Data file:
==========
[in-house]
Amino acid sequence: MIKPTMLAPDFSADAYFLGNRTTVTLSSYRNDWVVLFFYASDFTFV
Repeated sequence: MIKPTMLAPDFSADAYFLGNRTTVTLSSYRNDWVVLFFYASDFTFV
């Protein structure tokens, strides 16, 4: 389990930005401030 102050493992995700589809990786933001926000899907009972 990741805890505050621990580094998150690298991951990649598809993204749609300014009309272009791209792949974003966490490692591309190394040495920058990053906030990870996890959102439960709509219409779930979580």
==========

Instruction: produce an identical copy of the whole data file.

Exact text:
[in-house]
Amino acid sequence: MIKPTMLAPDFSADAYFLGNRTTVTLSSYRNDWVVLFFYASDFTFV
Repeated sequence: MIKPTMLAPDFSADAYFLGNRTTVTLSSYRNDWVVLFFYASDFTFV
């Protein structure tokens, strides 16, 4: 389990930005401030 102050493992995700589809990786933001926000899907009972 990741805890505050621990580094998150690298991951990649598809993204749609300014009309272009791209792949974003966490490692591309190394040495920058990053906030990870996890959102439960709509219409779930979580």